If their Semitic origin is established, will the Pashtuns need to convert to Judaism or migrate to Israel? "No," says Rozenberg. "When people think about the Lost Tribes, the first thing they think of is conversion to Judaism, right? I personally don't think this is the first step. Like I said, if the Pashtuns claim to be my cousins from the ancient family that are destined to reunite, we should not care about anything else for the fact that we can speak together."
Apart from their patriarchal appearance and Semitic features, the Pashtuns have several other commonalities with the Israelites. "Certain Pashtun customs connect them to the Law of Moses. For example, if someone dies, then his brother marries his widow to continue the name of his brother's seed. [Similarly] hospitality to your enemy is another area of the Mosaic Law. And places of refuge where one can go for protection. The Mosaic Law calls for setting up places where people cannot take revenge on you," says Rozenberg. "They don't eat camel. They don't eat horses which is common among cultures around them."
But the rabbi says it is not just physical similarities that the Pashtuns share with the Israelites. They have spiritual teachings that are similar. "I've friends from the Mahmudzai tribe of Pashtuns. And they have ancient teachings which are very similar to Kabala, the mystical side of Judaism," he claims. "All these things are obvious signs that we expect to see a people we were expecting to surface right about this time in history."
Rozenberg's global platform iTribe.us aims to gather together the people of lost identity. If you're on Facebook or any other social network, you can register your community, your village, and it will show up where you are. It's free to log in. "Basically, this is the place where we can map out every single village, every single community in the world that says they are from the Lost Tribes. Once you map it out, people can meet each other, share messages, photos, videos, and exchange information," says the rabbi.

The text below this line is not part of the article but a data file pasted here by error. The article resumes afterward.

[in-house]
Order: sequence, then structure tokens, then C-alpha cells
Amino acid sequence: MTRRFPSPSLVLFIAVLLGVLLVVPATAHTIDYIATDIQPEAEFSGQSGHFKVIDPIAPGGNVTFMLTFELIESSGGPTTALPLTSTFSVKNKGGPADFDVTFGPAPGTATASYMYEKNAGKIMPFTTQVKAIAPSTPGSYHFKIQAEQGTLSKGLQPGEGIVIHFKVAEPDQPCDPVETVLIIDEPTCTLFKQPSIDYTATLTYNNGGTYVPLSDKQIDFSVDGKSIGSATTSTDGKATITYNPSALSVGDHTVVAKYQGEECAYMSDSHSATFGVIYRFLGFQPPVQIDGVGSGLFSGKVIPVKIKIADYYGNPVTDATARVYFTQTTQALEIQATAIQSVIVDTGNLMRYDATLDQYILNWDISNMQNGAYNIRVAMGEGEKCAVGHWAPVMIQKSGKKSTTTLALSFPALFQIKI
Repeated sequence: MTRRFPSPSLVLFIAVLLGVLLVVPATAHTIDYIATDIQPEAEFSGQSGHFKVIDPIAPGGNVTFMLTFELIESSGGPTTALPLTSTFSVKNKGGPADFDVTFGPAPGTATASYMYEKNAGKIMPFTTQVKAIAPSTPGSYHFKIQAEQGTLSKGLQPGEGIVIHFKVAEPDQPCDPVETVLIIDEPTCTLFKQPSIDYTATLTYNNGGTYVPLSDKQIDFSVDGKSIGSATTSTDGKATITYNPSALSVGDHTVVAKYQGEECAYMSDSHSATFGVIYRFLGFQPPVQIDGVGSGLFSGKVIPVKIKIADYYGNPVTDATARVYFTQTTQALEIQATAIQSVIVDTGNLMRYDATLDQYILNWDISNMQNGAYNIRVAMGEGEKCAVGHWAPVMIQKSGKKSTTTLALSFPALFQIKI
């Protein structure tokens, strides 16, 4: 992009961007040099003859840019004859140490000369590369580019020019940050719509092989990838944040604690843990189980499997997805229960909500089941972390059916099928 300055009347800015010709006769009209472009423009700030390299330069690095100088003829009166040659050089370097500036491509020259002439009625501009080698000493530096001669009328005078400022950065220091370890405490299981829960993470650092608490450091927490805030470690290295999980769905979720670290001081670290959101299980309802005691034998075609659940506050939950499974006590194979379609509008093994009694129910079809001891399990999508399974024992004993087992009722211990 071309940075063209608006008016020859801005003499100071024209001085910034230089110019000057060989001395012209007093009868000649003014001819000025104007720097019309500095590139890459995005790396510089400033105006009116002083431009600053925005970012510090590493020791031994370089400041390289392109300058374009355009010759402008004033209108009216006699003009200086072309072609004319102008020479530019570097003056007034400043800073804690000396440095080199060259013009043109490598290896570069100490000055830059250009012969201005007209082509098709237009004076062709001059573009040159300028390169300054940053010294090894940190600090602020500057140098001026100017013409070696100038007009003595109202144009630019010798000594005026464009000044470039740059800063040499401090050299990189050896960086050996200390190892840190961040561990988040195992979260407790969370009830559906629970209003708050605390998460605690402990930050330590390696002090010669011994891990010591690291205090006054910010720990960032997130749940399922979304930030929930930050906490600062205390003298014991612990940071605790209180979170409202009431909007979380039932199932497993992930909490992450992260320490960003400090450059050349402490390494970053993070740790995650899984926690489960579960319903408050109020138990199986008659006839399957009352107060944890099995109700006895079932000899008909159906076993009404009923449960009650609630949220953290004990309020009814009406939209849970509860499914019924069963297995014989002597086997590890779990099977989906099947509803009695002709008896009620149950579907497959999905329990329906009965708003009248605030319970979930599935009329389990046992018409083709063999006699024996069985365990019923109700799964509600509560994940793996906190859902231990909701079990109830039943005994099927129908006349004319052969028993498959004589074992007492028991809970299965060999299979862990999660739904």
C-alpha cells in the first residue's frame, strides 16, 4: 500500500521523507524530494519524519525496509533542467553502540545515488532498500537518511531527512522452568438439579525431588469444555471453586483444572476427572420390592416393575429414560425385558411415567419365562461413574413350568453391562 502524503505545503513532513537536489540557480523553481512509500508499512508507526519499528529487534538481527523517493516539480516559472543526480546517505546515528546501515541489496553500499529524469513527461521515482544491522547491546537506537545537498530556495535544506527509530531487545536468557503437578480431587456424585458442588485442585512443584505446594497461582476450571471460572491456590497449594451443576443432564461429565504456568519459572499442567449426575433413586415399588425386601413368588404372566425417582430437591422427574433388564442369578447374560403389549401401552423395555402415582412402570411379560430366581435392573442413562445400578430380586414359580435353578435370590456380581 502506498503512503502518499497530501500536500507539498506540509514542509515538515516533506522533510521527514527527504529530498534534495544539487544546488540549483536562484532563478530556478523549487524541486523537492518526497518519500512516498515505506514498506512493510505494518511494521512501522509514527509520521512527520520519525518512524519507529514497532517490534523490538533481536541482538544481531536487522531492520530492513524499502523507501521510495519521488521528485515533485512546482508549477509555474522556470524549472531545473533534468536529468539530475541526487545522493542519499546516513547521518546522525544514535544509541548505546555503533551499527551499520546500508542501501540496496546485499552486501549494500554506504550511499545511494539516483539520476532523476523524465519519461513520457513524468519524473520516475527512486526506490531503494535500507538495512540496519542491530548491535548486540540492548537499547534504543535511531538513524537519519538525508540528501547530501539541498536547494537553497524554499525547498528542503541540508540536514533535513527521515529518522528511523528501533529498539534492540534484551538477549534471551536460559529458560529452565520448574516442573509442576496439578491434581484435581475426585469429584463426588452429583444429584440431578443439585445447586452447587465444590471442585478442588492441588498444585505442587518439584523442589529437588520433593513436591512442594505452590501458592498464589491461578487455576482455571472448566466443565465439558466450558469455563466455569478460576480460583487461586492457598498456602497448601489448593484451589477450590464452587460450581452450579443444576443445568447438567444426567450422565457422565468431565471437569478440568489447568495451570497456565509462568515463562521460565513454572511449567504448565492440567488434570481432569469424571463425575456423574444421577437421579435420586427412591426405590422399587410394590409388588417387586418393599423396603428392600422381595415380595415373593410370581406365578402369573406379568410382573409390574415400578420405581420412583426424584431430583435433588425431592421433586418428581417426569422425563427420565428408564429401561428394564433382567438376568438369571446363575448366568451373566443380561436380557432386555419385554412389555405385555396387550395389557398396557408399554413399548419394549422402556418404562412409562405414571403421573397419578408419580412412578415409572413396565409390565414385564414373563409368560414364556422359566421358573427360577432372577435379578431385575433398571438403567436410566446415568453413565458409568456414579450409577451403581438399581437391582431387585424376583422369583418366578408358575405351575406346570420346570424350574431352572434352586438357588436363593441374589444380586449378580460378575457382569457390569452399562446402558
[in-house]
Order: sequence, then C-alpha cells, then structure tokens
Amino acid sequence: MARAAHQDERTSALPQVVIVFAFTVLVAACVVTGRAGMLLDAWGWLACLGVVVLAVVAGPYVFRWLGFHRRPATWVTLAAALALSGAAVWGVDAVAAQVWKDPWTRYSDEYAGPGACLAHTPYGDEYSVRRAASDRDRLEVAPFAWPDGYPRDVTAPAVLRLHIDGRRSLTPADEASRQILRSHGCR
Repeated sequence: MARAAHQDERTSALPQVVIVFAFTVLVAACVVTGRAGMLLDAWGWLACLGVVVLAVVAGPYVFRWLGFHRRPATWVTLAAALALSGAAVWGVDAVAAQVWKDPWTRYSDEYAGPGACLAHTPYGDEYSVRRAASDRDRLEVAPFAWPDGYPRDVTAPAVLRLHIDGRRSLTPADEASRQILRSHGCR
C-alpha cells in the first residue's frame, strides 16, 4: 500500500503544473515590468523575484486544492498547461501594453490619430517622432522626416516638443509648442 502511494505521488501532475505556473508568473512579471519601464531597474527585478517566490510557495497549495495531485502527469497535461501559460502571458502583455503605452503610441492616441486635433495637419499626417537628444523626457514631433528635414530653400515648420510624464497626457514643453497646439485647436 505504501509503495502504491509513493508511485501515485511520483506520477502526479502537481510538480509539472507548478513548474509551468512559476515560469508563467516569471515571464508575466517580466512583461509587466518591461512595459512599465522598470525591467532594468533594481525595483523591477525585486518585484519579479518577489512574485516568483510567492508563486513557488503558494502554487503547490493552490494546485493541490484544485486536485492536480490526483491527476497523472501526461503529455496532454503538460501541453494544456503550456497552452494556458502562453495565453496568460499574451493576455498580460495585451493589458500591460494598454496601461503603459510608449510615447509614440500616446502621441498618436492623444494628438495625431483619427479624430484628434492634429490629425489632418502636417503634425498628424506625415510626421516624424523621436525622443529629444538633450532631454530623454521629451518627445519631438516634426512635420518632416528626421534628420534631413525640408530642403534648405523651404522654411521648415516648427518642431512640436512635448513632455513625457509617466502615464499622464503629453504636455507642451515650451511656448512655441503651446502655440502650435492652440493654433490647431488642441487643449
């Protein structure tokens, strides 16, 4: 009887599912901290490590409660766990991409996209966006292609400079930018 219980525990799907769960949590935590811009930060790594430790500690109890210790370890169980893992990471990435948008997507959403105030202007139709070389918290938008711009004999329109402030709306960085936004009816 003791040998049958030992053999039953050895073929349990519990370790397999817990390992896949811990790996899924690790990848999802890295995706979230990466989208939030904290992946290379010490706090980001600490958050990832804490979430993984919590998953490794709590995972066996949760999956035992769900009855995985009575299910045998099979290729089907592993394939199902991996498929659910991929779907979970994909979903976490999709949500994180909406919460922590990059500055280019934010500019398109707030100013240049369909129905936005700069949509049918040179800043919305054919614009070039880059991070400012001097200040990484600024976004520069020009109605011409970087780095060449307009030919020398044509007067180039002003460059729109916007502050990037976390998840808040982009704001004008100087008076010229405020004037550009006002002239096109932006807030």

The land of the Pashtuns, both in Pakistan and Afghanistan, is impoverished, dirt poor, with infrastructure in tatters and medieval lifestyle. Rozenberg says they want to introduce cross funding features to their social network so that global Jewish financers can donate cash to help rebuild infrastructure for the Pashtun communities with sustainable technology, like electricity from the thin air, water filtration, food production, and other types of things Israel has innovated.
"We can have a real alliance with technology in Israel to our brothers in Afghanistan," says the rabbi. "And I think part of the prophecy says that we are going to have a highway that will bring home the Lost Tribes. Maybe, in the next 10 to 15 years, we will have a highway that will connect Israel to Afghanistan, like a speed train. The same day you can come and have a cup of tea with me in Jerusalem and then go back to the mountains, maybe near the Khyber Pass," he adds in a lighter vein. "With the latest technology, we can make that happen."